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Record Reviews: March 1992



I’m not quite sure what to make of the latest from one of my all-time favorites here. I pretty much slagger their leader over this outfit’s lack of identity. This time around, however, I’m hard-pressed to fire off a round of fancy critical hyperbole.

Quite simply, this pre-release is a very fine effort. The only problem is what continues to be Iceburn’s ongoing affliction; lack of a strong vocalist. Gentry’s attempts are a bit more palpable than his predecessor, yet they’re buried in the mix so that they are unintelligible.

Musically, the Iceburn, guys are a very impressionable lot. Winter is a really incredible song that would be absolutely astounding if there were some sort of vocal foundation. Spellbinding compositions of this nature need some sort of focal point.

Despite the shitty packaging, the production content is very solid. It’s one of the finer recordings to do justice to an SLC band. My suggestion is for these dudes to get a singer and sit back into the groove they are quite capable. 

Murphy’s Law
The Best of Times

Contrary to popular belief, “black” bands like Fishbone aren’t the only ones that can blend ska and hardcore into a cohesive whole—in fact, they might not even be the best at it.

New York’s Murphy’s Law, four wise-ass white boys, have been nearly anonymously producing extremely competent ska/funk/hardcore/metal music on two independently released albums. Now Murphy’s Law has returned for perhaps their best effort yet. Though Fishbone’s John Fisher and brother Phillip are at the production helm, the tone for the album is pure Murphy’s Law. Dispensing with some of the cloying cuteness that bogged down early efforts, the bend instead goes for the jugular.

“Did You Play War?” is as good as anti-war hardcore gets, while “Big Spliff” and “Hemp for Victory” continues the Murphy’s Law obsession with ganja and good-natured jibes at the Rasta lifestyle. Best of all, a nearly tune-less cover of “Ebony and Ivory” (abetted by Fishbone’s Angelo Moore) shows the band hasn’t lost its humor but is using it more creatively. Give thanks and praise the Lord…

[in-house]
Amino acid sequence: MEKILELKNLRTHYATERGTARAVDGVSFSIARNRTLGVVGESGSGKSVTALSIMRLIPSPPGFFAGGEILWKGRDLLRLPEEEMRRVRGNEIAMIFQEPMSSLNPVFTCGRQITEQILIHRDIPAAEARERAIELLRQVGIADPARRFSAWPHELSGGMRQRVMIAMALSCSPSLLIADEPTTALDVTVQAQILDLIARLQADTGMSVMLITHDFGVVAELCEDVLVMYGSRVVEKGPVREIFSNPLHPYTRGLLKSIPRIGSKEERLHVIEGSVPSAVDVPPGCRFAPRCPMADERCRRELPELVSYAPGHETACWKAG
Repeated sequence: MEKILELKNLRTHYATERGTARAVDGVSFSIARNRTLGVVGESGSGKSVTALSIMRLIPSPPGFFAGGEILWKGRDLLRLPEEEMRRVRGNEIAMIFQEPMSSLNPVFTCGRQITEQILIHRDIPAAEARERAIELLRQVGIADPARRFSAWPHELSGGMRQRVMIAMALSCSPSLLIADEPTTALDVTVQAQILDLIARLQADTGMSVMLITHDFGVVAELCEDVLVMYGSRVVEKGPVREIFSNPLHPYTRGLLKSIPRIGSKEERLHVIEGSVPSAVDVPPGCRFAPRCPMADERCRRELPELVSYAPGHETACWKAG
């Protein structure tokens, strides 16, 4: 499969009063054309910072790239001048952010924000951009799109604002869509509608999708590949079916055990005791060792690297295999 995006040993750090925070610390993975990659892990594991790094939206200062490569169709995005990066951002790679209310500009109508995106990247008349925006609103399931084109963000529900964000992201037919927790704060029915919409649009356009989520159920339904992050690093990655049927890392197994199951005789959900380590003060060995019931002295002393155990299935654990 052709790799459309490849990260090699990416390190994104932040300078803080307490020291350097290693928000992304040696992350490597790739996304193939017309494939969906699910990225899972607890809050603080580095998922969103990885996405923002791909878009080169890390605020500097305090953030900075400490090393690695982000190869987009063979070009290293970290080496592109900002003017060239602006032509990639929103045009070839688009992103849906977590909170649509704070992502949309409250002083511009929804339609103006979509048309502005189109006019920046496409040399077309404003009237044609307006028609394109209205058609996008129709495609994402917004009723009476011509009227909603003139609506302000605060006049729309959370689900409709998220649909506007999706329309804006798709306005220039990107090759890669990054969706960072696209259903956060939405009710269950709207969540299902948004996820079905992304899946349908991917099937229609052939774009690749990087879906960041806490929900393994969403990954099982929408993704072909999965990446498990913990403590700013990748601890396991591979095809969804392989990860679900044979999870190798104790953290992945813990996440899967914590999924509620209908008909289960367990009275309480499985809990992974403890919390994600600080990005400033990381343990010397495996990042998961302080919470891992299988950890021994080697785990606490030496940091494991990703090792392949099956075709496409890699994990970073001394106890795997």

The Mighty Mighty Bosstones
More Noise and Other Disturbances 

Those self-proclaimed purveyors of “Satan’s ska” the Mighty Mighty Bosstones, are back with their second LP release, More Noise and Other Disturbances, and—surprise!—it’s even better than the first.

The album blasts off from the first song, “Awfully Quiet” and proceeds to display the Bosstones at their very best, blending ska horns and beat with a hardcore sound that is infectious and practically demands skanking.

The best numbers on the effort are the rollicking “He’s Back” and “It Can’t Hurt” (both of which, coincidentally, were featured on the Bosstones’ Converse ad). Both tunes feature and even exploit the band’s strengths: gravelly-voiced singer Dicky Barrett and the stellar horn section (Kevin Lenear, Dennis Brockenborough, and Tim Burton). The result is a powerful, near-mystical experience.

The band also manages to send a message to self-important critics who feel that ska is “too lightweight and unimportant” with “Guns and the Young.” The song ridicules our gun-crazed society with the inclusion of a sampling of Elmer Fudd (message to the sub-morons in the N.R.A.? You bet).

Admittedly, there are some lapses on the album like the inexplicable “Cowboy Coffee” in which the group dabbles with a little psychedelia. In addition, the LP ends with more of a whimper than a bang, but perhaps that only seems to be the case since the listener may be exhausted from the intensity of the music. Even when the Bosstones start going on too long with the harder sounds, a horn blare or two salvages everything.